In court proceedings dealing with matters relating to relations between entrepreneurs arising from their business activities, the law allows entrepreneurs to agree in writing on which court will have jurisdiction in the matter, a so-called prorogation agreement. An exception to this authorization is only a precisely determined list of proceedings for which the law stipulates exclusive local jurisdiction, which cannot be departed from even by the parties’ agreement.
The motivation to enter into a prorogation agreement is usually cost savings. Particularly if an entrepreneur in its business activities enters into agreements or provides services to several different entities, it is more cost-effective to be involved in a lawsuit at its “home” court rather than litigate throughout the country.
However, such an agreement must be in writing and may not be concluded in the business-consumer (B2C) relationship. The parties’ arrangement is usually the subject of a specific agreement from which the future dispute will arise. Nevertheless, the assumption of the written nature of the agreement, if included in the General Terms and Conditions (“GT&C”), was also dealt with by the Supreme Court of the Czech Republic in its decision. The Court concluded that the prorogation agreement may also be determined by a reference to the GT&CGT&C, if annexed in written form to the draft agreement or known to the parties. They are also known to the parties if the written copy of the agreement contains a reference to the GT&C although they are available online. A necessary condition in such a case is that the other party confirms by its signature that it has read and agrees with the GT&C available on the website!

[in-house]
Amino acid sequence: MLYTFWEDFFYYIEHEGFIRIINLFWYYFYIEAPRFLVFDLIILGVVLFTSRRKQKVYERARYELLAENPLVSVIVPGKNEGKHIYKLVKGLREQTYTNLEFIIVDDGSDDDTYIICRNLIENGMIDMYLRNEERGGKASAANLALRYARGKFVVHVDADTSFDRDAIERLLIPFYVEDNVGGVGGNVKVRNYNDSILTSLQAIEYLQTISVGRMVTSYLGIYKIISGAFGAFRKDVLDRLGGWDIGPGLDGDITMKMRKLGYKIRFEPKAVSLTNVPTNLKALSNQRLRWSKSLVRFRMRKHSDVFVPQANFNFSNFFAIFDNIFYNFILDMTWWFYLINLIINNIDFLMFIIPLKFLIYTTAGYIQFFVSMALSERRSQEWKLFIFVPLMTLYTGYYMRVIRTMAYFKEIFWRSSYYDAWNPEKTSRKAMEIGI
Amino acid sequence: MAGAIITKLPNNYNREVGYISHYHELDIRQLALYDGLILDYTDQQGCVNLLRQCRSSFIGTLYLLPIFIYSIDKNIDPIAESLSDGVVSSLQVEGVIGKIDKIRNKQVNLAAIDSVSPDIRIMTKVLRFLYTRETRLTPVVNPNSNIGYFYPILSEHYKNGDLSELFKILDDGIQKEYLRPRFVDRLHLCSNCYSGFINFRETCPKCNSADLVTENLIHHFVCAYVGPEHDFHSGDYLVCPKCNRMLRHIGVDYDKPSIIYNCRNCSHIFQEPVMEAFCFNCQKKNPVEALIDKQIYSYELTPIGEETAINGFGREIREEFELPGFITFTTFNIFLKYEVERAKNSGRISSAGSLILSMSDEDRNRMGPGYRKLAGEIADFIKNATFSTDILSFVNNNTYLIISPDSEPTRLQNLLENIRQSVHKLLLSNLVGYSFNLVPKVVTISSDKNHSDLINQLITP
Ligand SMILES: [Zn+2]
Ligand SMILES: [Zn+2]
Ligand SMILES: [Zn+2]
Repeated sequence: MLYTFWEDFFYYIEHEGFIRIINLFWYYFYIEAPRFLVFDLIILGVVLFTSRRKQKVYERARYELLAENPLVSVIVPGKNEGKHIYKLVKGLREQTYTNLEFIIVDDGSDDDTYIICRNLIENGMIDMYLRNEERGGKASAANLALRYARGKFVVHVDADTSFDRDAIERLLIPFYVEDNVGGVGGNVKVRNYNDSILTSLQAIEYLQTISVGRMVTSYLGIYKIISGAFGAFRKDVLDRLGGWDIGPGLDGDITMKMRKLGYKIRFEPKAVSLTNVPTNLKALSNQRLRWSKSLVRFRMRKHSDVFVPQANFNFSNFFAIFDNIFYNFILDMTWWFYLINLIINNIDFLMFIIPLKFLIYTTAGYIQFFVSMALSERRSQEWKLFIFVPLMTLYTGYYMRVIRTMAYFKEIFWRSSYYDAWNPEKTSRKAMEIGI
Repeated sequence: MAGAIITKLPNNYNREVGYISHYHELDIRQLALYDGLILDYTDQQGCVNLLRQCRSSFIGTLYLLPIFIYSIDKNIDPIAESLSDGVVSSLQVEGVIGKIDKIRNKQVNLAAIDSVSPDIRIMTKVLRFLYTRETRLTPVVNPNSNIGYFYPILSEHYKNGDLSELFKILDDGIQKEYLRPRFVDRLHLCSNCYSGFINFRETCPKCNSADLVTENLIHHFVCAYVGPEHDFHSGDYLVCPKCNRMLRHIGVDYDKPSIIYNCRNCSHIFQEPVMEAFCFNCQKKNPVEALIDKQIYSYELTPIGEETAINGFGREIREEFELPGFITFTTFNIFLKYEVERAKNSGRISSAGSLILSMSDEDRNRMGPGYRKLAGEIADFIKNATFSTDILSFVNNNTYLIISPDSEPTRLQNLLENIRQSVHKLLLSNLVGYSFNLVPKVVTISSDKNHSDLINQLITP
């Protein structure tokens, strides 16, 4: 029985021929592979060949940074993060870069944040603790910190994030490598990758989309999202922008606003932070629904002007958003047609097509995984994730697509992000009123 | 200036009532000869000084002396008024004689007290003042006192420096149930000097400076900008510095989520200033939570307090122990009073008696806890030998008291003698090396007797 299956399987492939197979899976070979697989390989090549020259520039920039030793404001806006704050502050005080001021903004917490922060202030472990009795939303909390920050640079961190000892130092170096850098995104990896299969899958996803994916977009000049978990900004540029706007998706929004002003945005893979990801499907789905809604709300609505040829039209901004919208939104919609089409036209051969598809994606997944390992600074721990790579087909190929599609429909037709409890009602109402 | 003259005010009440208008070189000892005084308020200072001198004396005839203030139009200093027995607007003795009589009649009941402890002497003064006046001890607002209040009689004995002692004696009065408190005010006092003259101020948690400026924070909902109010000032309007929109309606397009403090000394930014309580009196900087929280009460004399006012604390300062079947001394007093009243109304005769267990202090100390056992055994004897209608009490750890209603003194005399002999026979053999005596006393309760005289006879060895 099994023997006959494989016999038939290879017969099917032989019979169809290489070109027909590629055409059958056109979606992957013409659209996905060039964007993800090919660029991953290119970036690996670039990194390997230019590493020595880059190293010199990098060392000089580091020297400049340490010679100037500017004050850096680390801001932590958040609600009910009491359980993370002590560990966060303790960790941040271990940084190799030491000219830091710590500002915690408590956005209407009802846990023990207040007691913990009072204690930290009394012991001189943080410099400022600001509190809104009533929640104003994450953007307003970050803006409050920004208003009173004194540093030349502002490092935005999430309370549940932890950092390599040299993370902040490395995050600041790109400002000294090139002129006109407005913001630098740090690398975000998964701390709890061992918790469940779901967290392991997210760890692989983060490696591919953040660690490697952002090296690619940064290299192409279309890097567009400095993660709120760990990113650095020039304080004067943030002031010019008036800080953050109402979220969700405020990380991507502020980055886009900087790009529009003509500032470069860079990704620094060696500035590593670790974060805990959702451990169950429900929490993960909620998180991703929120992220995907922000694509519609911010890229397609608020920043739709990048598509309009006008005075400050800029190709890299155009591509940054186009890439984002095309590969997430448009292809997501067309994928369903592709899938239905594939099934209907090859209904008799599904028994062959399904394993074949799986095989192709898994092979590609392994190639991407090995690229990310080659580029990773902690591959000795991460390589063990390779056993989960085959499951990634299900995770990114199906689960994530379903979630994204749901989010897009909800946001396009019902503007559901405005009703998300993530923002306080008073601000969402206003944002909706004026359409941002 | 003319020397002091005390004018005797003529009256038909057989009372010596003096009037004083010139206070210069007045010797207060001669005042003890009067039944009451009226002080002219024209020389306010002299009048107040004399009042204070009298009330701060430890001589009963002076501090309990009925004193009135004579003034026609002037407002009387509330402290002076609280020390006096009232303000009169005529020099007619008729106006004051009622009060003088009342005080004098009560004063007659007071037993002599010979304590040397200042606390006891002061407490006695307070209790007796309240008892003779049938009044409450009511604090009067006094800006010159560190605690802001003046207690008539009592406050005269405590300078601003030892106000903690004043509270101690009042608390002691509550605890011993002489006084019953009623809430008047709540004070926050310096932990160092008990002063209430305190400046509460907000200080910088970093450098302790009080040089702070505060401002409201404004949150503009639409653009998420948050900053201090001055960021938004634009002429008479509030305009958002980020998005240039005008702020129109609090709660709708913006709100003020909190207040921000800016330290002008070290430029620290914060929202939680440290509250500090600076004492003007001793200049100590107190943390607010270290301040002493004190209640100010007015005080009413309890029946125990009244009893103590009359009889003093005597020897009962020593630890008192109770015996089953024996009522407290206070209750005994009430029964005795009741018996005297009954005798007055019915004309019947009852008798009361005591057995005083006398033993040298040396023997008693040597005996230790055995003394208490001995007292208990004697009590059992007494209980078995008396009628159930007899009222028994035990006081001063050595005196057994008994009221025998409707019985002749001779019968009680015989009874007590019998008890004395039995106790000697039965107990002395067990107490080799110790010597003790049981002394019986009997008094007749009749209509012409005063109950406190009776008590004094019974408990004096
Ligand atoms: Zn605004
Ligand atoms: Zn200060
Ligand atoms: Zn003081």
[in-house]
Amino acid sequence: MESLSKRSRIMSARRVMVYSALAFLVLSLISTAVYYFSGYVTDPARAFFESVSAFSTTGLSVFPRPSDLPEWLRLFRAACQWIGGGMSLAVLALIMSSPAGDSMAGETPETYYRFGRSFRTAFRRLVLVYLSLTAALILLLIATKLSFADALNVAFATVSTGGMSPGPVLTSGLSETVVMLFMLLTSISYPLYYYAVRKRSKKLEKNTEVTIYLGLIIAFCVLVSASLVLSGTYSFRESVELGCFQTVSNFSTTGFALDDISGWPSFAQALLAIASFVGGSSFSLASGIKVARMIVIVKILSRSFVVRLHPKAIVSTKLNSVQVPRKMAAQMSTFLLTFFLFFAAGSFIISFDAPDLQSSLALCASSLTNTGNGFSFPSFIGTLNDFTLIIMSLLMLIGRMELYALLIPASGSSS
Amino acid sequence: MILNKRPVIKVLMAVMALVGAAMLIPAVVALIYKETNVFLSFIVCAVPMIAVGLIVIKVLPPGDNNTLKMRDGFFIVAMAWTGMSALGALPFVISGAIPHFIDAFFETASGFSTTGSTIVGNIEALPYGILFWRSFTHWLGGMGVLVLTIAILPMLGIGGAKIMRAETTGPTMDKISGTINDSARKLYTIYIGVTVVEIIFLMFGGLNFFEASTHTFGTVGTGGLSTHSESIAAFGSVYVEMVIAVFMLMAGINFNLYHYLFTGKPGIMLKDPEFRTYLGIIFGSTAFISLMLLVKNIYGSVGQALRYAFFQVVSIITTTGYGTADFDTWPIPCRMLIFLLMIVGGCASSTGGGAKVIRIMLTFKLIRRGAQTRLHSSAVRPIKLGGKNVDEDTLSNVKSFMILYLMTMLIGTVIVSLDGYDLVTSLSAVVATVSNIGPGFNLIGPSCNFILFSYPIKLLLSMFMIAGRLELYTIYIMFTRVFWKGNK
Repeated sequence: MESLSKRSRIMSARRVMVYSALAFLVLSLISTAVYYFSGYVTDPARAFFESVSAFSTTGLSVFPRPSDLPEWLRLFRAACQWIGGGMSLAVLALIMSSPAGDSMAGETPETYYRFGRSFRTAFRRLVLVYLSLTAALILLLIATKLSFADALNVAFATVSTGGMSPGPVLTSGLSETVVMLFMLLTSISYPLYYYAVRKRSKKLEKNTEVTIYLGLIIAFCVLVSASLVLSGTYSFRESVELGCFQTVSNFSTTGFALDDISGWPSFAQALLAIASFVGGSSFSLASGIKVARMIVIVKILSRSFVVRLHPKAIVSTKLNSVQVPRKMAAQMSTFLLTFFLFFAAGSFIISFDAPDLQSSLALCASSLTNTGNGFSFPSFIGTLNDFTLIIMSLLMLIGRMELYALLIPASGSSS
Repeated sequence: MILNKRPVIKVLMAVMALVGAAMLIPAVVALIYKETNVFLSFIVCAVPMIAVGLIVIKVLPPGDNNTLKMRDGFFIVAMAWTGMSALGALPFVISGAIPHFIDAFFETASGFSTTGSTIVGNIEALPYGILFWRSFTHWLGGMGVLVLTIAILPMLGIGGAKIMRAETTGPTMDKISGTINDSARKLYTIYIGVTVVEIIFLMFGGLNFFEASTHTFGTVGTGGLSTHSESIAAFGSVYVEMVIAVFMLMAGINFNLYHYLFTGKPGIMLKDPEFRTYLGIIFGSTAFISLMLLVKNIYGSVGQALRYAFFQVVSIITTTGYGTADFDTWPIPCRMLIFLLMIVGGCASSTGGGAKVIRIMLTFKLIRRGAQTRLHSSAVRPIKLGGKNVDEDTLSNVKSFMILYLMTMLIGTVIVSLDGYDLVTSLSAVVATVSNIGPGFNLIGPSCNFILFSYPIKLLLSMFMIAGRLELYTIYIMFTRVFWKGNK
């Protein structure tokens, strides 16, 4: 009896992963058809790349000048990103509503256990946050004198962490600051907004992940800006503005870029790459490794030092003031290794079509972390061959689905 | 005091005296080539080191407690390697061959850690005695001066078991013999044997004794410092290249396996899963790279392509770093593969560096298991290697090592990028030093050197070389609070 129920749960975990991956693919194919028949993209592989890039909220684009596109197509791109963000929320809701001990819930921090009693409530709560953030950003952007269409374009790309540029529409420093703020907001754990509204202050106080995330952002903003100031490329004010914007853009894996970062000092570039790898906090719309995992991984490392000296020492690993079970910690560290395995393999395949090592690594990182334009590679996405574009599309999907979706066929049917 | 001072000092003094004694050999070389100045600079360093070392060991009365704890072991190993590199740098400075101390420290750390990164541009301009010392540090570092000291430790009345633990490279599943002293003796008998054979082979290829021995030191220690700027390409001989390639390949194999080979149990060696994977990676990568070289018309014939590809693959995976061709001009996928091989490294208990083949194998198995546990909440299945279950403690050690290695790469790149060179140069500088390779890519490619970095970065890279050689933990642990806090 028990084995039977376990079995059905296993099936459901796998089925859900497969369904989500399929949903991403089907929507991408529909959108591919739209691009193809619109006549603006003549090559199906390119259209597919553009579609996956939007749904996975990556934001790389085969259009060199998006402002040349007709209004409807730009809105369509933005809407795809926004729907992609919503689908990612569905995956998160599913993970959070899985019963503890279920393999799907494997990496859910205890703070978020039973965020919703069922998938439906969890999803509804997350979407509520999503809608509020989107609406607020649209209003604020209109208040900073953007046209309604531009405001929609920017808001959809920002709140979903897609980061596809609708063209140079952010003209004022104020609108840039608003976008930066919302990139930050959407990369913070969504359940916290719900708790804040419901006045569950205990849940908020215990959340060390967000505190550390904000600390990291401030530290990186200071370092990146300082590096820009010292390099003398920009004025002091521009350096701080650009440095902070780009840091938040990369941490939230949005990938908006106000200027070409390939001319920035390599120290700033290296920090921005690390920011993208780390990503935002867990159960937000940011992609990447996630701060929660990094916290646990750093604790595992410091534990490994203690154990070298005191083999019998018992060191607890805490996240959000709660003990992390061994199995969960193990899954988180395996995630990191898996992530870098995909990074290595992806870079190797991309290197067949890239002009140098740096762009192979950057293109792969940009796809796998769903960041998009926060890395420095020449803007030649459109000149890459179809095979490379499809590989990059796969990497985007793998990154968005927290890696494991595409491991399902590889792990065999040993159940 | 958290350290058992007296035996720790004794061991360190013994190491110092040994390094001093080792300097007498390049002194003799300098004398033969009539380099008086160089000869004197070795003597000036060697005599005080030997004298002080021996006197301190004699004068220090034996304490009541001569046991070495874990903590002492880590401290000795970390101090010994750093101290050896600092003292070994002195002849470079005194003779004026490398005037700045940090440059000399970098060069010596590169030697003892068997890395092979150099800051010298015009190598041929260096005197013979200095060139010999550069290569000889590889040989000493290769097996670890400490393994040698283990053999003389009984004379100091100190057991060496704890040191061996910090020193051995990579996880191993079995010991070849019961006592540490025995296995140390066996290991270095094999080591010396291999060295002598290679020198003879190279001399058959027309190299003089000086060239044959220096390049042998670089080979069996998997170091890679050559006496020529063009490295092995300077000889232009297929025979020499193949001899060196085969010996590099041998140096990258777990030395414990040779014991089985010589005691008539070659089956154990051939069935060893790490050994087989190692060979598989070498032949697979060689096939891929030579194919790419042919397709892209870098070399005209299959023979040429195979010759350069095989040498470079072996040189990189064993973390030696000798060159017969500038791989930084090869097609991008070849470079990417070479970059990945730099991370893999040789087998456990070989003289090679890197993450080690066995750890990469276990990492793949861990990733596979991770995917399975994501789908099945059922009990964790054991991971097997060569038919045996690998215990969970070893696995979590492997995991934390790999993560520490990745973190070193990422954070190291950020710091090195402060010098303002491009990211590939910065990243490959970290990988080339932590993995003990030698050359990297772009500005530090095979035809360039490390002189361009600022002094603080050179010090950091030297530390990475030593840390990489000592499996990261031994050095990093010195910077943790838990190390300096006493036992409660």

It can be concluded that GT&C can also be published on websites, thereby being included in the contractual relationship between the parties, which is especially practical for entities trading through the Internet. However, this fact is also essential because it allows entrepreneurs to use other arrangements, i.e. not only an agreement to determine the local jurisdiction of the court.